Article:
Things that normally increase in value are real estate.  Your primary home will typically go up in value over the long term and is therefore an acceptable credit purchase.

Examples of things that will help you earn money are a car so you can get to work, tools necessary for your job, and college education to improve job skills.  This does not mean you need to buy a Mercedes or the latest and greatest gun.  Usually a decent used car will do and the department issued gun works fine.

If you stick to those simple rules you’ll likely never have a debt problem.  You will have more money to save and not end up with bills for things that are immediately worth far less than you owe.  But most importantly, you won’t end up having to work your life away. You’ll be able to do more of the things you enjoy which often are free.

I invite you to discover more at: and get the FREE workbook “The 7 Secrets to Financial Independence.”

Chuck Rylant is a working police officer, Certified Financial Planner and regular contributor to on financial issues and financial management for law enforcement officers. was founded to provide information and strategies to help police officers successfully survive their careers.  We help law enforcement officers and their agencies prepare for the risks that threaten their existence.

We do this by Helping Law Enforcement professionals plan for happy, healthy and successful lives on the job and beyond.  We think the best strategy is for each officer to create a tactical plan for their own life and career.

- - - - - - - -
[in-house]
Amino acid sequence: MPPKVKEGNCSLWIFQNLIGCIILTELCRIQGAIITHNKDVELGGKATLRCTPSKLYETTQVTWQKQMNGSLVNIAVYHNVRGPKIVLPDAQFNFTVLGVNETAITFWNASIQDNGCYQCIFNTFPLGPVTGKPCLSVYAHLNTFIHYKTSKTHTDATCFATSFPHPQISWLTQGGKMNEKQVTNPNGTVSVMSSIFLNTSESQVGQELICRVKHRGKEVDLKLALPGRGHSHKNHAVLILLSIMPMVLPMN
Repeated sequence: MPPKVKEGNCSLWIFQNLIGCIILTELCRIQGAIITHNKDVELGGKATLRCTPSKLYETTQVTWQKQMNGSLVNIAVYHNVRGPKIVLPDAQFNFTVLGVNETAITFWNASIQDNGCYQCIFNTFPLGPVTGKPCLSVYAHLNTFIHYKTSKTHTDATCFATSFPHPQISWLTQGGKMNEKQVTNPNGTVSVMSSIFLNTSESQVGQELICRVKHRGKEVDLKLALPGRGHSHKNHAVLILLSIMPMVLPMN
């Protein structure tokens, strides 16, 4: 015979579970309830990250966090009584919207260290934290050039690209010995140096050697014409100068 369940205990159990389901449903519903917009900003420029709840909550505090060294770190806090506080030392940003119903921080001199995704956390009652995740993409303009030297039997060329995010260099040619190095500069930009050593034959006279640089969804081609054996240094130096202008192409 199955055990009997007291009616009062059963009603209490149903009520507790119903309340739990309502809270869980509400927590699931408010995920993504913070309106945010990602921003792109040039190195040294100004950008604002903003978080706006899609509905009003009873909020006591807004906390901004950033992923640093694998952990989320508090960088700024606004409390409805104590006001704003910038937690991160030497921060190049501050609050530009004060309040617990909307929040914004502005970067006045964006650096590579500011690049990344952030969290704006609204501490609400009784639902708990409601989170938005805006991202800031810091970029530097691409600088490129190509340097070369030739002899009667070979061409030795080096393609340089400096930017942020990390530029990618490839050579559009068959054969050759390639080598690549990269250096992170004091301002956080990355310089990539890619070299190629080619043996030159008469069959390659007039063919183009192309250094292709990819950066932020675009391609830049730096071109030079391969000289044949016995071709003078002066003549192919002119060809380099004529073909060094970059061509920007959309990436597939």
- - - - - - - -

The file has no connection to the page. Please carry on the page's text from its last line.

The Law Enforcement Survival Institute (LESI) works with individuals and organizations to help them create and sustain success in their lives and careers as law enforcement professionals.  It is the primary goal of The Law Enforcement Survival Institute to become the preeminent source for training, resources and information about how to create and sustain a happy, healthy and successful life and career while providing superior law enforcement service to your community.

Photo Credit: “Tons of Money” by Pfala as creative commons on

About Chuck Rylant

Chuck Rylant is a retired police officer and regular contributor to He owns his own financial planning business and built it while he was still working in law enforcement. Prior to that Chuck had been a full time California Police Officer for 15 years. He has worked as a detective, patrol officer, field training officer and SWAT team member. He also served his department by volunteering as a Police Officer Association Board member. Chuck is also an active member of the Santa Maria Police Council which is a non-profit community organization developed to raise money specifically for the police department. Chuck is the owner of C. J. Rylant Wealth Management. His firm provides personal fee only financial planning and specializes in providing objective advice to police officers. His clients have discovered how to worry less about money and enjoy life more. Chuck can be reached on his website at: Here's a link to an interesting video from Chuck about Mutual Fund Fees: